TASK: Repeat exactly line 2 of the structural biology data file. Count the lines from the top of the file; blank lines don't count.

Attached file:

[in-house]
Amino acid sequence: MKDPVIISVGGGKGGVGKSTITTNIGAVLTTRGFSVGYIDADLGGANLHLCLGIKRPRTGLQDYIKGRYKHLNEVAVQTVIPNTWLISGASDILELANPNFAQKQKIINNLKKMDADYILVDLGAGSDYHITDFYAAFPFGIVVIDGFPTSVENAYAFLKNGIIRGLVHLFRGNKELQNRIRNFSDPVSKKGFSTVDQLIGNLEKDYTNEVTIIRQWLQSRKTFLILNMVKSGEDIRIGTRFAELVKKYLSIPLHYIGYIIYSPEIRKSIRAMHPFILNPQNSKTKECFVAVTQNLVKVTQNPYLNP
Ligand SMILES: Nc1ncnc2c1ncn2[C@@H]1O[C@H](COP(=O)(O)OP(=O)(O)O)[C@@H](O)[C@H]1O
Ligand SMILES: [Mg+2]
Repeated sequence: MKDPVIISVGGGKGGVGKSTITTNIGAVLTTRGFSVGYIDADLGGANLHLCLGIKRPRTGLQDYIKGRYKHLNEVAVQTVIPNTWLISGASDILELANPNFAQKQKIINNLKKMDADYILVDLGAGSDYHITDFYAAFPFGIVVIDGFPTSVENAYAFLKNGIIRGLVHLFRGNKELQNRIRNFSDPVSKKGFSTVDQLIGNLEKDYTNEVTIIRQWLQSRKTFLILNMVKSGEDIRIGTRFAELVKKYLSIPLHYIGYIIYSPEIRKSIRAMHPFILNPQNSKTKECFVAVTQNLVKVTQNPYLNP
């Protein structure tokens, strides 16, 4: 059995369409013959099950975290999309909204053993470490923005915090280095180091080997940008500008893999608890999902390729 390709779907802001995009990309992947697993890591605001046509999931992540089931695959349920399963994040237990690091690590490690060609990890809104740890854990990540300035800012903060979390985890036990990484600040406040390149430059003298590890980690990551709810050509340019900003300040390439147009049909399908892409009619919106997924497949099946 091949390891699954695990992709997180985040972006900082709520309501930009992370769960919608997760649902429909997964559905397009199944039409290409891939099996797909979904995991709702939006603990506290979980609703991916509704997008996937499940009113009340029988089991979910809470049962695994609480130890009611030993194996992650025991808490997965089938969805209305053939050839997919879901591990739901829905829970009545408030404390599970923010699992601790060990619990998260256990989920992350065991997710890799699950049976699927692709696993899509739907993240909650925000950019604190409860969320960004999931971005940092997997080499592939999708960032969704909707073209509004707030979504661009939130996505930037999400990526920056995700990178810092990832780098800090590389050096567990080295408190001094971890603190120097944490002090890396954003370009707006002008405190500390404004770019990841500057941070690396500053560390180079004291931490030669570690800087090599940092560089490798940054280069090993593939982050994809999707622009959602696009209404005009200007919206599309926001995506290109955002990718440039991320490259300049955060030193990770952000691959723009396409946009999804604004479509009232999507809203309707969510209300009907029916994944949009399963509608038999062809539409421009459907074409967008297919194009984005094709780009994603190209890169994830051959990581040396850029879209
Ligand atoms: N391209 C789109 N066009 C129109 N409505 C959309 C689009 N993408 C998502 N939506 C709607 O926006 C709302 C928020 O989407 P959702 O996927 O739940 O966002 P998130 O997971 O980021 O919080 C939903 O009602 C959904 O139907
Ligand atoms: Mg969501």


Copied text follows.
Amino acid sequence: MKDPVIISVGGGKGGVGKSTITTNIGAVLTTRGFSVGYIDADLGGANLHLCLGIKRPRTGLQDYIKGRYKHLNEVAVQTVIPNTWLISGASDILELANPNFAQKQKIINNLKKMDADYILVDLGAGSDYHITDFYAAFPFGIVVIDGFPTSVENAYAFLKNGIIRGLVHLFRGNKELQNRIRNFSDPVSKKGFSTVDQLIGNLEKDYTNEVTIIRQWLQSRKTFLILNMVKSGEDIRIGTRFAELVKKYLSIPLHYIGYIIYSPEIRKSIRAMHPFILNPQNSKTKECFVAVTQNLVKVTQNPYLNP